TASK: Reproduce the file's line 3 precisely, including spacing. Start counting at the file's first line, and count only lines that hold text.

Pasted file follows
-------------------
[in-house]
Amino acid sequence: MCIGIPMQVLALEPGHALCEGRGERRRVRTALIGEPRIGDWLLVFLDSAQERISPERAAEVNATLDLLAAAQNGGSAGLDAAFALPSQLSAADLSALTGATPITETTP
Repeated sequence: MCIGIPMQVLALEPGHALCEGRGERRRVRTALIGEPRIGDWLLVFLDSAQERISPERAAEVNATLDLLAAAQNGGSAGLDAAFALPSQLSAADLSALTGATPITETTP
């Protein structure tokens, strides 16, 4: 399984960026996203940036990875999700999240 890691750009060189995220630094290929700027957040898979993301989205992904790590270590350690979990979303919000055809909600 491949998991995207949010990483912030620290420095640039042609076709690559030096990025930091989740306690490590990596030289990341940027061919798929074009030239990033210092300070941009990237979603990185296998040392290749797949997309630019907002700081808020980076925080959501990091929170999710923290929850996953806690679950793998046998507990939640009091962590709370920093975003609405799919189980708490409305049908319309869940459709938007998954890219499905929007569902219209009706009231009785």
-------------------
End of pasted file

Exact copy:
Repeated sequence: MCIGIPMQVLALEPGHALCEGRGERRRVRTALIGEPRIGDWLLVFLDSAQERISPERAAEVNATLDLLAAAQNGGSAGLDAAFALPSQLSAADLSALTGATPITETTP